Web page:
In 1999, Debbie and Andrew Keeble set up what was not the most originally named premium sausage brand. Nonetheless, “debbie and andrew’s” was to prove a success.
Both Debbie and Andrew came from farming backgrounds. Debbie had studied at agricultural college before working on the family farm as the pig manager. Andrew was a hill farmer. They met through the industry, married and farmed together.
One day Debbie realised her family would need more than farming could provide.
“I was walking across the fields; it was a beautiful day but I suddenly thought, ‘God, we will never be able to go on holiday’. It was then that I said to Andrew, ‘We’re going to have to do something different.’ I bought a computer and made a business plan. Sometimes you have to say, what the heck. And once you say it, everything seems all right – you’re committed.”
Whilst hard work the brand grew and proved to be a success but when a buyer came knocking in 2005, they decided it was time to hand over their majority stake, as the buyers JJ Tranfield said they could help the brand grow much faster. Debbie and Andrew stayed on as managing directors.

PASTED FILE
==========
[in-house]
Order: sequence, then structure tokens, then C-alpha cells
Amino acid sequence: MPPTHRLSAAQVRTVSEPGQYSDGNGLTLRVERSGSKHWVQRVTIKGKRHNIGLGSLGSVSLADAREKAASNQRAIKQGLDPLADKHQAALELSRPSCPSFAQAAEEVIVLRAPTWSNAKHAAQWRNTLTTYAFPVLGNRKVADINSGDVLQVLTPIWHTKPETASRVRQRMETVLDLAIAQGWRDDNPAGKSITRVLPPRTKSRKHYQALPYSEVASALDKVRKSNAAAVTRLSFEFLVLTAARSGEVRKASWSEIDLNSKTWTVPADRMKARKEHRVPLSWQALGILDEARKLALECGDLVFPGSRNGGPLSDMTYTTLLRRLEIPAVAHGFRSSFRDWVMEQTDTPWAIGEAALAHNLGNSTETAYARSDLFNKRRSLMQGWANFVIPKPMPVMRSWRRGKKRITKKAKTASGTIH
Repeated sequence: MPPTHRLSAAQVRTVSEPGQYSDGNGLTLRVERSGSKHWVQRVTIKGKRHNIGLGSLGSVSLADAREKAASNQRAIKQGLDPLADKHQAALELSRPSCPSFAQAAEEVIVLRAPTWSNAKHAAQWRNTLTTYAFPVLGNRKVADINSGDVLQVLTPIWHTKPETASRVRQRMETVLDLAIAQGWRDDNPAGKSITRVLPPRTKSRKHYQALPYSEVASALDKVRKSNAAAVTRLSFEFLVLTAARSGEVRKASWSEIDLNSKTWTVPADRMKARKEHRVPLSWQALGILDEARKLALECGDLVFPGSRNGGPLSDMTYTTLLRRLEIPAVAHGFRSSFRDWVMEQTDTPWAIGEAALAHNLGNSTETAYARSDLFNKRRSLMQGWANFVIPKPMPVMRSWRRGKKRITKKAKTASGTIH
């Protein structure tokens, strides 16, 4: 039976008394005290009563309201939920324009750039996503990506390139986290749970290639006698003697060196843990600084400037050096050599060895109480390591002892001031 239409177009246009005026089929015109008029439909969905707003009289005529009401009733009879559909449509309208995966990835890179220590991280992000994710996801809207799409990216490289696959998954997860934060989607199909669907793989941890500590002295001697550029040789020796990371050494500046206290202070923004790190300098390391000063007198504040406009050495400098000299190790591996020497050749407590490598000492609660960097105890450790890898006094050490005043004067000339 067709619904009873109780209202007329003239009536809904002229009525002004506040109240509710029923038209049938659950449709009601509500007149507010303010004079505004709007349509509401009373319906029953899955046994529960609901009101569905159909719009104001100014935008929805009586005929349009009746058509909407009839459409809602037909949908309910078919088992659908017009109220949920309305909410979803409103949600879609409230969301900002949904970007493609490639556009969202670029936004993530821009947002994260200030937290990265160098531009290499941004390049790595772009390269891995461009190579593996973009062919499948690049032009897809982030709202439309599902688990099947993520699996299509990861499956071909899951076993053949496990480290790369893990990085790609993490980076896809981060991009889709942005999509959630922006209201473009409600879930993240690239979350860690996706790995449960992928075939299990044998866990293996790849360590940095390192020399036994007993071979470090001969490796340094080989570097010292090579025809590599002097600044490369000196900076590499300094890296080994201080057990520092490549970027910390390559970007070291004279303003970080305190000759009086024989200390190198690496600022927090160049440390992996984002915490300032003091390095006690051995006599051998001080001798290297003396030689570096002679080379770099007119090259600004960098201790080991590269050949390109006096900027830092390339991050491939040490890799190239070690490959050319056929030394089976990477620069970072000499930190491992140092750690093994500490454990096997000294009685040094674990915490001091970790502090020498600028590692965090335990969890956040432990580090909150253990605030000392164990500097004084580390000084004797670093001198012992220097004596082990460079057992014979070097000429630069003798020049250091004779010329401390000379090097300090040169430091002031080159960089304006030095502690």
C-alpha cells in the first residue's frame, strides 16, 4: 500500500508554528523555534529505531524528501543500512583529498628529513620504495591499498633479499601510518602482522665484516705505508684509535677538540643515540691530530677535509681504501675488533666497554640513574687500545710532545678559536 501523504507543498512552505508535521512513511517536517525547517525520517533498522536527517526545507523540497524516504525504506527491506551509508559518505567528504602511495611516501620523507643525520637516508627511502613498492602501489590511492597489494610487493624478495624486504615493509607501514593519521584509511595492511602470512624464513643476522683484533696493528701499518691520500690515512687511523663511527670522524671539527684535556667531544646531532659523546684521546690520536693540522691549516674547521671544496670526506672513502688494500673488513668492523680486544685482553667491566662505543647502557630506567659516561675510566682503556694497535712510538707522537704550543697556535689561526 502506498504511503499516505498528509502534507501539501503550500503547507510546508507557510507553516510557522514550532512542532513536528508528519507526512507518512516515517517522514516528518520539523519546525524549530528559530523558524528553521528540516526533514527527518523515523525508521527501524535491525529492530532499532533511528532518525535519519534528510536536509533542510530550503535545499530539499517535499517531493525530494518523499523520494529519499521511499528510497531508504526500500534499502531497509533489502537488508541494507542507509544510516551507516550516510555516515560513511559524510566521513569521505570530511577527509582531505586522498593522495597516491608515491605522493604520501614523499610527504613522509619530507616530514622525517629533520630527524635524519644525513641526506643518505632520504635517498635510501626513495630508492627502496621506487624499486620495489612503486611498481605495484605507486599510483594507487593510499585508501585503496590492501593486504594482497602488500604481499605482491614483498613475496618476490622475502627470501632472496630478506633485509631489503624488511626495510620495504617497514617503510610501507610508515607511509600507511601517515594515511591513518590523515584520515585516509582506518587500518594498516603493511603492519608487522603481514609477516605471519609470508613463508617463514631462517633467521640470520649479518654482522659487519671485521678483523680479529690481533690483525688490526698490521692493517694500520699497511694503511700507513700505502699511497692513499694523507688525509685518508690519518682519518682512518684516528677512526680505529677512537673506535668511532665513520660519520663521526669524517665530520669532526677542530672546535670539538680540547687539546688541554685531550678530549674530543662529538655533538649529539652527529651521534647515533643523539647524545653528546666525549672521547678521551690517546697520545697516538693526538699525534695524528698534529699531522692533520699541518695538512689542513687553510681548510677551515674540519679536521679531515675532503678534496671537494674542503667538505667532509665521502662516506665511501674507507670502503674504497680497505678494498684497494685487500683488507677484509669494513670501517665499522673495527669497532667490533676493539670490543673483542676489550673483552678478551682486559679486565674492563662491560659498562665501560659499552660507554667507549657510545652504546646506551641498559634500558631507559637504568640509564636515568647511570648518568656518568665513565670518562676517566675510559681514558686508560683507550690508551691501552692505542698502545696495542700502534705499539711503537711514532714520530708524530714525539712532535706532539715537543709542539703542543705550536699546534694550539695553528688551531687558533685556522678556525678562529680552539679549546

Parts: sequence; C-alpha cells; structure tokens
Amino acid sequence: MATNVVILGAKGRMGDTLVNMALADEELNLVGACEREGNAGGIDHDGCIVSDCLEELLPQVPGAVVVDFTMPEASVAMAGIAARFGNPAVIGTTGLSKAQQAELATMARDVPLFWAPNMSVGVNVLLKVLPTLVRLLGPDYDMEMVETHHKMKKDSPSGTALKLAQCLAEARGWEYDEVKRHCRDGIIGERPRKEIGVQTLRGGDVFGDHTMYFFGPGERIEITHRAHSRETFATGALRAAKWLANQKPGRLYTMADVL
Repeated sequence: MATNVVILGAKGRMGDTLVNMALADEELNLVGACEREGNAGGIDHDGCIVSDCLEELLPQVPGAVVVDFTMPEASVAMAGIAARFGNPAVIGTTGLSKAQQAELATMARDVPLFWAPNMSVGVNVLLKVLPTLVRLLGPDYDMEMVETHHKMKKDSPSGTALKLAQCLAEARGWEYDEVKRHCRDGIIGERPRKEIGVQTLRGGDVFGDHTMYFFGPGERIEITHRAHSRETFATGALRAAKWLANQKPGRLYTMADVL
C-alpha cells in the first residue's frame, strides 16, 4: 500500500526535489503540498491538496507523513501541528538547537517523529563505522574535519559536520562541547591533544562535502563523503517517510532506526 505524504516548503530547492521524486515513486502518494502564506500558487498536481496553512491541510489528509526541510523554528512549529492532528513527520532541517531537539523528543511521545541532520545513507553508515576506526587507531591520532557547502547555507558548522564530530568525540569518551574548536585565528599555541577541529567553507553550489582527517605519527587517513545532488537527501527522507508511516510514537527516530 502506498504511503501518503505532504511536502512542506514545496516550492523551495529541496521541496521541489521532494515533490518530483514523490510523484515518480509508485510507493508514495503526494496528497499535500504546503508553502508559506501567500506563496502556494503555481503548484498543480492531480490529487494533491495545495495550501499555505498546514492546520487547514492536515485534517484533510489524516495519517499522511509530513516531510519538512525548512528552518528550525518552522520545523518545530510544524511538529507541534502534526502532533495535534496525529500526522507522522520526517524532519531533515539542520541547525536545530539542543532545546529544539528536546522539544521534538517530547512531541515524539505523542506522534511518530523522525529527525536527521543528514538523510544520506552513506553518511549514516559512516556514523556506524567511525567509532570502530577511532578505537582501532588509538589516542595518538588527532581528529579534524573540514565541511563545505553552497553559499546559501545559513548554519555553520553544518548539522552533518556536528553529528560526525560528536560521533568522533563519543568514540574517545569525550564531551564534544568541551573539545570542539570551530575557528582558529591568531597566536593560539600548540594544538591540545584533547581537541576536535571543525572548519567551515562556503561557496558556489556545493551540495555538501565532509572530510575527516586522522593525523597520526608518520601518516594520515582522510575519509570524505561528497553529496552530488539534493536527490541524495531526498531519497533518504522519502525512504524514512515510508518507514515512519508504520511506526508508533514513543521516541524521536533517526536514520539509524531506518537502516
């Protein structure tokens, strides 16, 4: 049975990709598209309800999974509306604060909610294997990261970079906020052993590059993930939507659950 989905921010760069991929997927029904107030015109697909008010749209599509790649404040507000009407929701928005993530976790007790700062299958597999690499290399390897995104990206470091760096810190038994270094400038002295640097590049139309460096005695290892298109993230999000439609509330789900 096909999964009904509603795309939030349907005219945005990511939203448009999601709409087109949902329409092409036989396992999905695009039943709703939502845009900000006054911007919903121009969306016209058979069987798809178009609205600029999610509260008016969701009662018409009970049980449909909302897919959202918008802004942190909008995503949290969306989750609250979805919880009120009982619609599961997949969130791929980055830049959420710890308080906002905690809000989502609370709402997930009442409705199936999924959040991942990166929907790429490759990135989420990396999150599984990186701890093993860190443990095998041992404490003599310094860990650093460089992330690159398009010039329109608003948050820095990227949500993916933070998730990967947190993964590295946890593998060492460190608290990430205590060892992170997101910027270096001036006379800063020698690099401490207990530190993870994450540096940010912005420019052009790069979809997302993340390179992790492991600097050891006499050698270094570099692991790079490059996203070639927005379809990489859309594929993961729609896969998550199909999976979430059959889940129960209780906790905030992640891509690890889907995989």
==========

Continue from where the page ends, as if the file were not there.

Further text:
Initially things went well but Tranfield was taken over by Dutch food giant Vion. This second set of new owners started to change things. “The quality changed, the packaging changed and they didn’t really know we existed,” Debbie recalls.
The relationship soured and the Keebles left. They offered to buy the brand back but Vion refused. (They later sold the brand to Irish company ABP Food Group)
“We thought, we’ve got this money, do we put it into a savings account, or do we gamble it all?” says Debbie.
“It was another what-the-heck moment when we realised we had to start again,” says Andrew. “It was hard to let go of the last brand but we saw a gap in the market. People want to know where their food comes from.”
The new brand, Heck, is named after the Keeble family motto, “What the heck!” and because it sums up their ‘no compromise’ approach to quality.
The brand is still very much in the premium sausage market but is aimed at a slightly younger target audience. It competes with brands like The Black Farmer but also their old brand – debbie & andrew’s. “We’re sharing the shelf in the supermarkets with the brand that we put so much effort into,” said Debbie.
Heck! did well, with turnover of £3.5m in their first full year of trading and today, Heck’s produce is stocked by Waitrose, Tesco and Morrisons.
This time round the four Keeble children all work for the company. “We wanted to build a sustainable family business; it was our kids that made us do it,” says Debbie “They never liked sitting in a classroom, so we’ve encouraged them to come on board. They were in it from the start and helped us to develop the packaging, the brand and the products.”
This time Debbie and Andrew will not be selling out. “The plan is to keep it in the family and to keep control,” insists Debbie.